This is a silly picture showing me sitting in a 2-meter beaker next to the spinner and oven to be used to produce 2-meter mirrors, the size JPL needs. The idea was to use the beaker as the container for holding the epoxy on the spinner in the oven. Because the beaker is a polymer, it will sag in the oven so it remains to be seen how well this idea will work. I am no longer working with this group so I don't know if they ever got to this size. They were having major difficulties scaling their methods up to 0.5-meters.
summer of 2011 the College moved my testing lab to a
larger location in the Lightsey Center. There I was able
to consolidate the equipment from two separate locations
and set up to spin some small mirrors. The
relocation has turned into a disaster. In the spring of
2012 some plumbing in the ceiling of the new lab leaked
water all over the testing equipment and has ruined many
optical and mechanical parts. In moving equipment out of
the way to deal with the water problems I discovered one
of the epoxy storage containers was cracked, most likely
in the move from the Bell building. Epoxy resin had
covered several square meters of the floor to a depth of a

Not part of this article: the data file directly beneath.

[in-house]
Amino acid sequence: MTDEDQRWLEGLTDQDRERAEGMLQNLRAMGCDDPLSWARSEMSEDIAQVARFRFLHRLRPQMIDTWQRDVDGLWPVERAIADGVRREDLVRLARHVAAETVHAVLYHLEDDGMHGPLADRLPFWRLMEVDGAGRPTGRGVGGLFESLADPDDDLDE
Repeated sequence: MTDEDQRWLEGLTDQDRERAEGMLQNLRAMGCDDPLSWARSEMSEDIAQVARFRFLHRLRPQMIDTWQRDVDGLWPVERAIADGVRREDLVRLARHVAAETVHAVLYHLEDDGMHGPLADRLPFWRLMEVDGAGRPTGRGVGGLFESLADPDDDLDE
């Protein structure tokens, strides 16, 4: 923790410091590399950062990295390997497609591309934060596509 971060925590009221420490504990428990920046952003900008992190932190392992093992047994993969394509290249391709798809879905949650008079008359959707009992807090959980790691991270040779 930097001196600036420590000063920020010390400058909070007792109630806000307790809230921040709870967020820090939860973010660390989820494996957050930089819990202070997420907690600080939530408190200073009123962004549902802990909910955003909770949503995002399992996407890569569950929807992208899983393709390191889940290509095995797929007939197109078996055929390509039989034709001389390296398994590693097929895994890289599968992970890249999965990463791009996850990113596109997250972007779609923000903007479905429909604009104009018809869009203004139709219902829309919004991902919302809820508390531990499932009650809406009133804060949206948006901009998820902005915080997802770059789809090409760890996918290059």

centimeter or less. Clean up was slow in that the best
method for removing a thick liquid like that is to dust
the spill with a thick layer of sawdust and allow
capillary action to do it job. (Note: Using this same
approach with the hardener has a serious liability in
certain cases. The hardener reacts on the resin in the
wood releasing heat which can start ignite the wood and
lead to a serious fire.) After a week or so the layer of
goo is removed and the process repeated until no more
sawdust sticks to the floor. Then a swab with epoxy
thinner can remove the last of the residue.
As of the fall of 2014 I was still rebuilding some of the equipment from this double whammy and expect to be testing again in the summer of 2015. I am no longer working with the chemists in the Lander College lab. I am rather certain they are at a dead end with the particular approach they have employed and they have encountered numerous problems, primarily with Physics 101 concepts that are impacting the final mirror figure.
Now that I am working on my own, I can test several ideas for mirror production that I could not implement when someone else was calling the shots. The specifics of those ideas I will reserve for face to face conversation since the web crawlers can easily find this page and pass along a link to a Google search. But I will say I am working to manufacture a 20-centimeter (8-inch) mirror that will produce an image equal to or better than the photograph below while using the entire mirror. Up until now this result is yet to be superseded.